1: using System;
   2: using System.Runtime.InteropServices;
   3: using ADODB;
   4: using InfiniTec.Exchange.Eventing;
   6: namespace TestSink
   7: {
   8:     [ComVisible(true)]
   9:     [Guid("FD0D03A3-9FD2-432b-B331-E7C4D412827F")]
  10:     [ProgId("TestSink.TestSink")]
  11:     public class TestSink: SynchronousEventSink
  12:     {
  13:         protected override void OnItemCreating(EventInfo info, CreationMode creationMode)
  14:         {
  15:             // Do something of interest here - you have read/write  access to the item
  16:             Record item = info.Item;
  18:             // you can save an object here (it must be serializable) and reuse it during the OnItemCreated method
  19:             info.UserState = "test";
  22:             base.OnItemCreating(info, creationMode);
  23:         }
  25:         protected override void OnItemCreated(EventInfo info, CreationMode creationMode)
  26:         {
  27:             base.OnItemCreated(info, creationMode);
  29:             // Do something of interest here - the item is readonly now.
  31:             // will be "test"
  32:             string s = (string) info.UserState;
  33:         }
  36:         protected override void OnItemDeleted(EventInfo info, DeletionMode deletionMode)
  37:         {
  38:             base.OnItemDeleted(info, deletionMode);
  39:         }
  41:         protected override void OnItemUpdated(EventInfo info)
  42:         {
  43:             base.OnItemUpdated(info);
  44:         }
  46:         protected override void OnErrorOccured(EventInfo eventInfo, Exception ex)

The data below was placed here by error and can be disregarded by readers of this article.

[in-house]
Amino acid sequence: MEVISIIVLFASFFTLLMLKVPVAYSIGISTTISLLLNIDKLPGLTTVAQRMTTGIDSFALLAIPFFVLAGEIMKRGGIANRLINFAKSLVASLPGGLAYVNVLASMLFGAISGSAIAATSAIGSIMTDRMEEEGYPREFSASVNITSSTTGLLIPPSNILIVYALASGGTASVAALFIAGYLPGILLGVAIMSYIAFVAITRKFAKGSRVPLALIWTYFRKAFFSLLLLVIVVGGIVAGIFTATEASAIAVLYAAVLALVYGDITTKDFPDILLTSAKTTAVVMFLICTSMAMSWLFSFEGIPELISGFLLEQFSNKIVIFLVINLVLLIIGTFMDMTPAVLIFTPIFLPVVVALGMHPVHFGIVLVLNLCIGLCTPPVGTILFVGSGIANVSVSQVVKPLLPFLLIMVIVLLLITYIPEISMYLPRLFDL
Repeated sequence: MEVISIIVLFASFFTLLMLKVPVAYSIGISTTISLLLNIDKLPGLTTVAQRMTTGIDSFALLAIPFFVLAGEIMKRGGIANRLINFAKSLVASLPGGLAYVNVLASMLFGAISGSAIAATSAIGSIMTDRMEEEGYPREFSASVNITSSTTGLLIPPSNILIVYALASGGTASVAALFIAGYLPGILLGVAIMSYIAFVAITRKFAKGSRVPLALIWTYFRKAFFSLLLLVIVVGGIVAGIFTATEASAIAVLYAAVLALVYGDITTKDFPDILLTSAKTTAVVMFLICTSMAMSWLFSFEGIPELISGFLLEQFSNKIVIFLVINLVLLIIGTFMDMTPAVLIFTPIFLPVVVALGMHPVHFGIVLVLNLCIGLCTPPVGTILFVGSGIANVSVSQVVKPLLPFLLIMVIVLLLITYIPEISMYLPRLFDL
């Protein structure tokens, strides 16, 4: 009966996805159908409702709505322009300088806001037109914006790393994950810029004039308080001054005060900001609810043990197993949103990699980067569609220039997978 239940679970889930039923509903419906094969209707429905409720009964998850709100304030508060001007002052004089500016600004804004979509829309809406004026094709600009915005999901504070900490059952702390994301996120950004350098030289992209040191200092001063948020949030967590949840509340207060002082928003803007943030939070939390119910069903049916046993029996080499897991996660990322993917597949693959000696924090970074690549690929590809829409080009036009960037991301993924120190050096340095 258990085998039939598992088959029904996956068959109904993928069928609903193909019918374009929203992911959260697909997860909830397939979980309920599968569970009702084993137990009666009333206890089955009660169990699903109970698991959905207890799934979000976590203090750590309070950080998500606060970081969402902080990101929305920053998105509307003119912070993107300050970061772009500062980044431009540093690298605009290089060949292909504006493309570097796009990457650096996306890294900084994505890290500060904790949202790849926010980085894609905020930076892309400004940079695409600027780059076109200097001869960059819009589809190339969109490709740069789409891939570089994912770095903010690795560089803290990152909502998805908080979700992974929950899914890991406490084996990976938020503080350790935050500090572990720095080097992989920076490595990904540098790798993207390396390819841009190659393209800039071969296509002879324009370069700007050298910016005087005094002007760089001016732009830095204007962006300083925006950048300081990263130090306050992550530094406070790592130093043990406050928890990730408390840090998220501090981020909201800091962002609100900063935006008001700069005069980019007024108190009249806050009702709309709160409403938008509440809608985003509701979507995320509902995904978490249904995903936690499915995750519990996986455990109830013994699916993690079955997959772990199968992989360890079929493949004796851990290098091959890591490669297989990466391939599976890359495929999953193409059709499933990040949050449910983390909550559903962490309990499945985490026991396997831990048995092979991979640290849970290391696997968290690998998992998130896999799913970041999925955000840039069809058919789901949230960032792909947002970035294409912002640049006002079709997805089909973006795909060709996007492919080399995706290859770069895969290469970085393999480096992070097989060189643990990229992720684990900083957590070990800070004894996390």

47:         {
  48:             base.OnErrorOccured(eventInfo, ex);
  49:         }
  51:         protected override void OnInitialize()
  52:         {
  53:             base.OnInitialize();
  54:         }
  56:         protected override bool OnRegisteringEvent(EventInfo info)
  57:         {
  58:             return base.OnRegisteringEvent(info);
  59:         }
  61:         protected override void OnItemCreationAborted(EventInfo info, CreationMode creationMode)
  62:         {
  63:             base.OnItemCreationAborted(info, creationMode);
  64:         }
  66:         protected override void OnItemDeleting(EventInfo info, DeletionMode deletionMode)
  67:         {
  68:             base.OnItemDeleting(info, deletionMode);
  69:         }
  71:         protected override void OnItemDeletionAborted(EventInfo info, DeletionMode deletionMode)
  72:         {
  73:             base.OnItemDeletionAborted(info, deletionMode);
  74:         }
  76:         protected override void OnItemSilentlySaving(EventInfo info)
  77:         {
  78:             base.OnItemSilentlySaving(info);
  79:         }
  81:         protected override void OnItemUpdateAborted(EventInfo info)
  82:         {
  83:             base.OnItemUpdateAborted(info);
  84:         }
  86:         protected override void OnItemUpdating(EventInfo info)
  87:         {
  88:             base.OnItemUpdating(info);
  89:         }
  90:     }
  91: }

As I did here, you should always add those three attributes to the class, albeit with different values for the Guid and ProgId attribute. And you should add these lines to your assemblyinfo file:

   1: [assembly: ApplicationActivation(ActivationOption.Server)]
   2: [assembly: ApplicationName("TestSink")]
   3: [assembly: ApplicationAccessControl(false, AccessChecksLevel = AccessChecksLevelOption.Application)]

Be sure to customize the ApplicationName attribute, though.

Now that you have created an Eventsink, you should add an installer so you can deploy the solution more easily:

   1: using System.Collections;
   2: using System.ComponentModel;
   3: using System.Configuration.Install;
   4: using InfiniTec.Exchange.Eventing;
   6: namespace TestSink
   7: {
   8:     [RunInstaller(true)]
   9:     public class TestInstaller: Installer
  10:     {
  11:         public override void Commit(IDictionary savedState)
  12:         {
  13:             Initialize();
  14:             base.Commit(savedState);
  15:         }
  17:         public override void Install(IDictionary stateSaver)
  18:         {
  19:             Initialize();